I love cloisonne jewellery dating from the 1980s to present day. The designs are adorable, the colour’s so vivid, and the workmanship is exquisite. It’s an area of jewellery which is obviously modern in ‘vintage jewellery’ terms, but I’m always on the look out for what areas might be collectable in the future, and I’ve a hunch this may possibly be one of them (note, my opinion only – not to be taken as advise!)
Cloisonne is a type of enamel work which involves soldering wire-work onto a metal base to create shapes (called cloisons), then filling them in with coloured glass enamel power and which are finally fired in a hot kiln, creating the enamel pictures we see. Though many countries lay claim to its ancient origins, it is China and Japan that are probably the most well known large scale creators of this work.
Dating any type of cloisonne jewellery is tricky, and if a piece is a possible antique then it’s best done by an expert who specializes in the technique. The cloisonne jewellery that I’m interested in dates from the 1980s onwards, and is bold and fun in it’s design.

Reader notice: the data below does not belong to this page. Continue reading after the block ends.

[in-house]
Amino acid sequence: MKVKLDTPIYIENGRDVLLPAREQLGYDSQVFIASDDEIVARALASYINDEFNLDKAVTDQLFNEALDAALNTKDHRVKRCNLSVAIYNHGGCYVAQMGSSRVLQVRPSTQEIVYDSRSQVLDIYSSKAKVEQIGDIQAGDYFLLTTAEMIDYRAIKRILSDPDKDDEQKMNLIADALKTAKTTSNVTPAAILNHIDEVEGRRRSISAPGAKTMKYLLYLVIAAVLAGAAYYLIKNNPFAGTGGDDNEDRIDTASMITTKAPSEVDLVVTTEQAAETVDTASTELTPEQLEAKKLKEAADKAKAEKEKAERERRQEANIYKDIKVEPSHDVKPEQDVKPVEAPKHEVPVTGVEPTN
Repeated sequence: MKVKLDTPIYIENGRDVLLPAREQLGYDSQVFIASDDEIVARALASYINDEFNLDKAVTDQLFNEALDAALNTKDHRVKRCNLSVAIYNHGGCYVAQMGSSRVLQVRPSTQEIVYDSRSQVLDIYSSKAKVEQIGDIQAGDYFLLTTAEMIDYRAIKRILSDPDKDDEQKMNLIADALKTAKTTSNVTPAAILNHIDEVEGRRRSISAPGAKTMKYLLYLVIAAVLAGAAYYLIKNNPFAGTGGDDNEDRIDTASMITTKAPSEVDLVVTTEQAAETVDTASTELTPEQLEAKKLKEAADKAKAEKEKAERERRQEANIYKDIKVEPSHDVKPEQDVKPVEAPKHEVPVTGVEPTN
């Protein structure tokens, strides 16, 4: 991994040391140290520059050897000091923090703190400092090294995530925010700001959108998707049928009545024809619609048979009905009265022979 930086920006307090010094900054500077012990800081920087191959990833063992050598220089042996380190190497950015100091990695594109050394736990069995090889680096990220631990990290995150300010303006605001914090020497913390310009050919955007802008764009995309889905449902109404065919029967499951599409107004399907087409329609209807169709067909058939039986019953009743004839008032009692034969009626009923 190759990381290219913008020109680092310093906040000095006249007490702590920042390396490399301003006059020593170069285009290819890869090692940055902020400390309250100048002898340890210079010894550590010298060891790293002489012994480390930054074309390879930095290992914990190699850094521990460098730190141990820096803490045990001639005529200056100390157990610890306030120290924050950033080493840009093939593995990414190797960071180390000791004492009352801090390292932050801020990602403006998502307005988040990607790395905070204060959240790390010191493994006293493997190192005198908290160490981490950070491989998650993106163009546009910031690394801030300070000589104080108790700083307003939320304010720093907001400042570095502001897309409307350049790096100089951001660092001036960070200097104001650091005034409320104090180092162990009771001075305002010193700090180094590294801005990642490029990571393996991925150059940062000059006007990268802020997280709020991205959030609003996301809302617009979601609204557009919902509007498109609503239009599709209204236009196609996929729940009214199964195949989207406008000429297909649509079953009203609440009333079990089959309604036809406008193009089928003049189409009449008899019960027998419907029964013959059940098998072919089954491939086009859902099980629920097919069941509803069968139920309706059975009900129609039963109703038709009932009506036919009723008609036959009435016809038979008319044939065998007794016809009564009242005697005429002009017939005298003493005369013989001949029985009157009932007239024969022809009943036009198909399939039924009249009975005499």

Here are some tips for buying closionne jewellery:
- Check the metal on the back of the jewellery for green patches – cloisonne jewellery is often made from a copper base meaning it can be prone to the dreaded verdigris, an ‘infection’ to the metal which is difficult to remove and can spread to other jewellery. Verdigris is a total pain to deal with, and it’s best avoided at all costs.
- Check over your item for any missing, cracked or damaged parts of enamel work. This detracts from the value of cloisonne jewellery massively and again, is best avoided as any damage cannot be fixed, and will only get worse over time.
- Thick gloopy/creamy, swirly opalescent or pearl-like enamel work is modern and wasn’t used on jewellery that was made before the 2000s (see 4th picture down of the modern blue bangle to see what I mean).